What should we make of this claim by academic psychologists, filtered through popular journalism, that it “pays” to be overconfident?  I should point out that the article is styled as a casual update on recent research, not a definitive statement on the question of how to behave.  The author acknowledges that overconfidence has some disadvantages, and never tells us explicitly what attitude we should adopt.  We are even told that the psychologists who conducted the research are undecided about what its practical implications should be.  But it’s the title of the article that will linger in readers’ minds — “It Pays To Be Overconfident” — along with the idea that this dictum has been somehow vetted by science.  The downsides of overconfidence are never thoroughly explored, the question of what makes good or bad research in psychology is ignored, and the criteria for judging a behavior’s worth are never mentioned: if it “pays” to be overconfident, whom does it pay, and in what measure?

The article mentions the Iraq war as an example of “overconfidence getting us into trouble,” and I feel the key points of the article can be rebutted simply by giving this one terrifying example the attention it deserves.  Why doesn’t the author linger just a little here?  Yes, overconfidence paid off handsomely for a bunch of elected officials as they sought to lure a nation into war.  The beneficiaries of overconfidence were those in power, and the benefit came in the form of influence.  The losers were everyone else: the Iraqis who lost their lives, the U.S. soldiers who lost their lives, an entire group of nations that got sucked into a costly, destructive, and unnecessary war.  As a behavior, overconfidence was both highly valuable to a small group of powermongers and extremely damaging to society at large.  Does it really pay to be overconfident?  Of course the answer depends on whether you look at the immediate returns for the overconfident individual, or at the long-term consequences for the many people in that individual’s sphere of influence.  If we were to judge behaviors by the former criterion — considering only the immediate returns for the perpetrator — it would be just as easy to argue that stealing is beneficial.  And of course, many people think it is.  I don’t.  I don’t think we should live our lives by blindly adopting whatever behavior brings us maximum individual advantage.  I believe we have a moral obligation to behave with honesty and integrity.  Overconfidence conflicts with those qualities, especially when it is adopted as a deliberate social strategy.  To me this point is so obvious that I shouldn’t need to write about it, but I fear that in a sea of soundbites claiming the authority of science, we very easily forget the obvious.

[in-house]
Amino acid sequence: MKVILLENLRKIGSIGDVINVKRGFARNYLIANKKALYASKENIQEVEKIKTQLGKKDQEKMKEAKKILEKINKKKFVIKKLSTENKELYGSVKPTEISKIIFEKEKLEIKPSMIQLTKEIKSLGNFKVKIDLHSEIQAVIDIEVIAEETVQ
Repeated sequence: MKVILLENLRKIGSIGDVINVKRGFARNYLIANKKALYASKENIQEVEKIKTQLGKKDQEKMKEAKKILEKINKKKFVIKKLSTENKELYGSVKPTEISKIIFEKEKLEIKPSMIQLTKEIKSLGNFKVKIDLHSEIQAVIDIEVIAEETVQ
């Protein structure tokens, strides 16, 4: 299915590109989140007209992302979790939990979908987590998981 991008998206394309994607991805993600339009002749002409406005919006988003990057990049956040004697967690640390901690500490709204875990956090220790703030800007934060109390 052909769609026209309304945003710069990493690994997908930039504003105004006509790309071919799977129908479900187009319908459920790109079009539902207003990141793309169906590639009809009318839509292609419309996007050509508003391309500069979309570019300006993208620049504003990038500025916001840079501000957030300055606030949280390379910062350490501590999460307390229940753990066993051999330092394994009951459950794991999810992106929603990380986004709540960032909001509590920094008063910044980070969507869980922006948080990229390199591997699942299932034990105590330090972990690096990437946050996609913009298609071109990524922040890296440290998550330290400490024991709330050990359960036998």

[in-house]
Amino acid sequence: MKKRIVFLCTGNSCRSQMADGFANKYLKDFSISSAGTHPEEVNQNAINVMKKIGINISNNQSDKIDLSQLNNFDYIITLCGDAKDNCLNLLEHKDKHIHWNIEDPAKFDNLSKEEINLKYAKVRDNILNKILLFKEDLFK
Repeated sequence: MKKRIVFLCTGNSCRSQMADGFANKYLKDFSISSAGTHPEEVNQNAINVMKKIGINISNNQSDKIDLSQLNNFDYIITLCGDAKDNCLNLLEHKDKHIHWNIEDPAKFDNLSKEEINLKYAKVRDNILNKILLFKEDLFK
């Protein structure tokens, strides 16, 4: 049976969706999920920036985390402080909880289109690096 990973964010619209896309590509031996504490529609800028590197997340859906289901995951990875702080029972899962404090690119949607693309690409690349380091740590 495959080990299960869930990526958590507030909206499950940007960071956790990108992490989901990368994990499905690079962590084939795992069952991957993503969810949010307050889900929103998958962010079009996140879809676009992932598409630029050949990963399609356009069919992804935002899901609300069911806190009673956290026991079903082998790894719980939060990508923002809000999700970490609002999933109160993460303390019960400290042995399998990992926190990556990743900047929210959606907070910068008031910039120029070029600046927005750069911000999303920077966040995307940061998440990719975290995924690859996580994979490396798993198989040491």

Criticism

Strategy Reporting

When I turn on the news I very rarely hear political issue reporting.  What I hear is political strategy reporting, and I don’t know what to make of it.

Let’s say there’s a candidate running in some election with lots of Latino voters.  Instead of asking “Why would a Latino voter prefer this candidate’s platform?” journalists are more likely to ask “What is this candidate doing to reach out to Latino voters?”  These are different questions.  The first question requires an analysis of the candidate’s record and policies as they relate to the concerns of a particular group of voters.  The second question only requires a reiteration of what the candidate has recently done or said in effort to look appealing to that group as part of an explicit campaign strategy.

I’ve never planned to run for political office, yet in listening to the news over the past couple of decades I’ve received thousands of hours of political strategy coaching from pundits eagerly describing just what a candidate would need to do to convince someone to vote for them.  Why should I care?

One could argue that to be an informed voter we must understand the tactics of persuasion employed in political races so we won’t be fooled.  And one could argue that a candidate’s strategy reflects something about his or her character — that in analyzing a candidate’s strategy we learn who the candidate is, how they think, and what matters to them, and that in studying how voters respond to campaign strategies we learn about the mood and sentiment of the country.  These are fair points but they don’t address the disaster of political journalism – that in focusing on the endless intricacies of strategy, we lose track of substance.